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SA has potential to beat its renewable energy target

Published May 26, 2011


The government this year raised its draft target for renewable energy generation to 23 percent of new capacity by 2030, but Greenpeace said yesterday that it was possible to more than double this to 49 percent. And to do so without embracing nuclear power.

The environmental group yesterday released an “advanced energy scenario” for South Africa in which it says 94 percent of the country’s energy needs could be sourced from renewable energy by 2050.

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The report was developed in conjunction with specialists from the German Aerospace Centre’s Institute of Technical Thermodynamics and the European Renewable Energy Council, among others.

By adopting a higher renewables target, South Africa could create about 150 000 jobs in the next two decades. And with greater energy efficiency and reliance on renewable energy, it could cut its carbon emissions by 64 percent by 2050 to just over 100 million tons, Greenpeace says.

“This report clearly demonstrates that there is no technological barrier to achieving a pathway to 100 percent renewable energy. In fact, with the political will and South Africa’s abundance of renewable energy resources, the country could easily become the renewable energy leader in Africa,” the organisation says.

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The Greenpeace report significantly raises the bar for renewable energy targets outlined thus far in the government’s integrated resource plan.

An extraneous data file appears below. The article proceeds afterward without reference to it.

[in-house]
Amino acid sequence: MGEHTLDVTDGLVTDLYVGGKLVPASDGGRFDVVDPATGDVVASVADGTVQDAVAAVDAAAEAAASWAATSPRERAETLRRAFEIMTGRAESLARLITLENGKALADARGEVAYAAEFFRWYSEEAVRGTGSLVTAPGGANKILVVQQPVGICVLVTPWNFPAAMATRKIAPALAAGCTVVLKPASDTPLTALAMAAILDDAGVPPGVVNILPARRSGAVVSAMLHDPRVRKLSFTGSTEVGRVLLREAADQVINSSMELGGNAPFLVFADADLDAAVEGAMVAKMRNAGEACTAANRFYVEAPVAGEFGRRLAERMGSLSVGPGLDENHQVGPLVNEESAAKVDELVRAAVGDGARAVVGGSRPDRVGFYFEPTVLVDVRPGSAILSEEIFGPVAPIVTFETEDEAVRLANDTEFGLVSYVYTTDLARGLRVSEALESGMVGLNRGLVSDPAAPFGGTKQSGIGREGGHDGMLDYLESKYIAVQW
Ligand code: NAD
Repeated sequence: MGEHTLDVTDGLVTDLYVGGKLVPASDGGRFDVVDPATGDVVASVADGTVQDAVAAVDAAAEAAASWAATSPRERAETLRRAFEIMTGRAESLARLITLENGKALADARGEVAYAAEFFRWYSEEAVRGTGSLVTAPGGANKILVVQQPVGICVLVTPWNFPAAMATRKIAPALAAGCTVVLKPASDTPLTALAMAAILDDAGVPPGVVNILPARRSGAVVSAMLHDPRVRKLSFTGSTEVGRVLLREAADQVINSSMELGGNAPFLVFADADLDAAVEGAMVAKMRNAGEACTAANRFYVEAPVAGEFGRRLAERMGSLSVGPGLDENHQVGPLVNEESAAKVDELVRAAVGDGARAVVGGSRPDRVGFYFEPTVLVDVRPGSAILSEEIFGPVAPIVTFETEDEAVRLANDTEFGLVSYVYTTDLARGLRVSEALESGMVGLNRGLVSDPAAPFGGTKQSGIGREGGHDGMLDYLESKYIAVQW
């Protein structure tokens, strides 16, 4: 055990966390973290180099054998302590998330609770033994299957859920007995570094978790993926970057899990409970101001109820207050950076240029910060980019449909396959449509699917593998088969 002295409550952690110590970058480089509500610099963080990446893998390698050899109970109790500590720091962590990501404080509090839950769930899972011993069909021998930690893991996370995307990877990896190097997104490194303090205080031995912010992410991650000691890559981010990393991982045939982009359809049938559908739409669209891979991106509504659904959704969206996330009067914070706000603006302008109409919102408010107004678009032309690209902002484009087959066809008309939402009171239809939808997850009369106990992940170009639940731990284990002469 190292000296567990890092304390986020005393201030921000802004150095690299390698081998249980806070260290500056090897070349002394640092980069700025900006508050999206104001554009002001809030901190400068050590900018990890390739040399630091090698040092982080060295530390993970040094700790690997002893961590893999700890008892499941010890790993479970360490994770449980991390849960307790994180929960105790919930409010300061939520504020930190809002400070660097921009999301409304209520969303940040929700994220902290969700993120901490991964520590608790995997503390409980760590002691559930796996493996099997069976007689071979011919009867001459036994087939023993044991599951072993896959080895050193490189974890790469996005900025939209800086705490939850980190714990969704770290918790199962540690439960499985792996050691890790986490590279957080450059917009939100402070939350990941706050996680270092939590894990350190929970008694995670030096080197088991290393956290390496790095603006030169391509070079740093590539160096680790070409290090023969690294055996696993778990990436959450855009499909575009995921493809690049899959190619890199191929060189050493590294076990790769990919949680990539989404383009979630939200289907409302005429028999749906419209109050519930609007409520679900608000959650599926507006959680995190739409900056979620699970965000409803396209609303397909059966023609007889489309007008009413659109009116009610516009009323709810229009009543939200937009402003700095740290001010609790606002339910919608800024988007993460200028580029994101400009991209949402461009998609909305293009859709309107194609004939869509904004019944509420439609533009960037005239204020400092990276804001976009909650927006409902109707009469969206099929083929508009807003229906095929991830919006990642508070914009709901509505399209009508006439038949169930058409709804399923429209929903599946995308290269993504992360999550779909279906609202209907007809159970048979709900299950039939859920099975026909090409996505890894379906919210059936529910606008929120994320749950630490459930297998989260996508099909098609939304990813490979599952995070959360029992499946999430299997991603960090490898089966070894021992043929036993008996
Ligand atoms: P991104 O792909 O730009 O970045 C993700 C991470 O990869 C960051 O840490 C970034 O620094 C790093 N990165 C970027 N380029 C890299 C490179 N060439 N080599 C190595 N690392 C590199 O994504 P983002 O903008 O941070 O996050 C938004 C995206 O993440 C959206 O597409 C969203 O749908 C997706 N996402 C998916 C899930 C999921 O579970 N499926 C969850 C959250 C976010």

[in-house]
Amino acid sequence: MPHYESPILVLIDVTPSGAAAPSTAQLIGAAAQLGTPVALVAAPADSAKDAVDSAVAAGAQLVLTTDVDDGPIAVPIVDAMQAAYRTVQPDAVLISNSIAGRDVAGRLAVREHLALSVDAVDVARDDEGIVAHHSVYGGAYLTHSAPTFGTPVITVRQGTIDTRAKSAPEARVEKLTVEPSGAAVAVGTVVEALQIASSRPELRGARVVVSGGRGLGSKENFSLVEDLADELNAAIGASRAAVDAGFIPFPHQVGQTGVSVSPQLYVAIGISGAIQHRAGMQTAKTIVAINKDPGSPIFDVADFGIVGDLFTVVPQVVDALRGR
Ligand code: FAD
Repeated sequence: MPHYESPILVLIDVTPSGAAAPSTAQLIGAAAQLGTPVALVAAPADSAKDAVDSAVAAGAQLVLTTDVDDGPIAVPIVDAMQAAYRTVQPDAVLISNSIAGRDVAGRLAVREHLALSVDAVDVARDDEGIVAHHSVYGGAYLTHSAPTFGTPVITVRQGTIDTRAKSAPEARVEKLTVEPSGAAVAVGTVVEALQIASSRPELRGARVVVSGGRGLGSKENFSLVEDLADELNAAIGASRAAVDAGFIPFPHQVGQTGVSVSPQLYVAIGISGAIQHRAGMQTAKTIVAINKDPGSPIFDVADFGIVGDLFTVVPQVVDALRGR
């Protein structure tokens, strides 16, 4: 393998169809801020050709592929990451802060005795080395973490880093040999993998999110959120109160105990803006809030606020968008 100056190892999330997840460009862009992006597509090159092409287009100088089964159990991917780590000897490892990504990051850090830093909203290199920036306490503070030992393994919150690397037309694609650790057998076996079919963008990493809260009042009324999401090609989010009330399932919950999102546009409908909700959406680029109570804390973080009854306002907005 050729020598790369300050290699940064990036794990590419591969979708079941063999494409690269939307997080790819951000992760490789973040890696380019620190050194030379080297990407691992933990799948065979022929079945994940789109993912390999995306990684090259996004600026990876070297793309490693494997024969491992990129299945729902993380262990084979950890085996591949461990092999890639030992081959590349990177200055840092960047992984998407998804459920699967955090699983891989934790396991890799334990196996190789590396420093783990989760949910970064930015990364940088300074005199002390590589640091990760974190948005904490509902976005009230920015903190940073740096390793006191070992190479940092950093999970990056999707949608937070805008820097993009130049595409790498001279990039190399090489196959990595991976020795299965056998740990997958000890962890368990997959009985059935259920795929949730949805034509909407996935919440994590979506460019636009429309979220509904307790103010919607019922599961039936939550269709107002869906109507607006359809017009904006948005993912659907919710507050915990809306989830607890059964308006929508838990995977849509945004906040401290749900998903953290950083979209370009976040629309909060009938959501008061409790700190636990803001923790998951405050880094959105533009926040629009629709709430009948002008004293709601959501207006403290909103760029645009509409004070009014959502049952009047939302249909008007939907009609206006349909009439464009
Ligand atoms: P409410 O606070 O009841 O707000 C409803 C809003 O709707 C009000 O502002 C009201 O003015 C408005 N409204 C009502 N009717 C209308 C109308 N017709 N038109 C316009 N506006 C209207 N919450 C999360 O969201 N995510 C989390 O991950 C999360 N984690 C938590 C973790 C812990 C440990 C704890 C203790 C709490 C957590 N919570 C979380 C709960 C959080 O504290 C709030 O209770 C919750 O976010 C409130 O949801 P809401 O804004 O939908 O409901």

The potential for a bigger target was clear too from comments yesterday by Tulsi Tanti, the chairman of Indian wind turbine manufacturer Suzlon, which hopes to replicate its success as market leader in India and Brazil once South Africa’s independent power production kicks off.

Tanti says that the current global norm is that up to 25 percent of electricity produced from renewable sources can be fed into the grid without any adaptations.

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Comair has delayed the launch of its new services to Gaborone and Maputo from privately owned Lanseria Airport because commercial terms with the airport have not yet been finalised. It has also asked the airport management for a commitment to start construction of a second runway and upgrade the infrastructure.

The service to Gaborone was due to start on Tuesday and bookings had been made. Stuart Cochrane, Comair’s executive manager for network development and alliances, said the flights to Gaborone and Maputo would now start on September 1. Bookings were already being taken.

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Would-be passengers who have booked to fly on these routes before that date are being offered the choice of a full refund or a booking on or after September 1. Low-cost airline Mango is due to start services between Cape Town and Lanseria at the beginning of June. Rival low-cost airline 1Time, which flies to Maputo from OR Tambo International Airport, fought for access to Lanseria at a time when Comair’s low-cost airline, had exclusive use for its flights from there to Cape Town.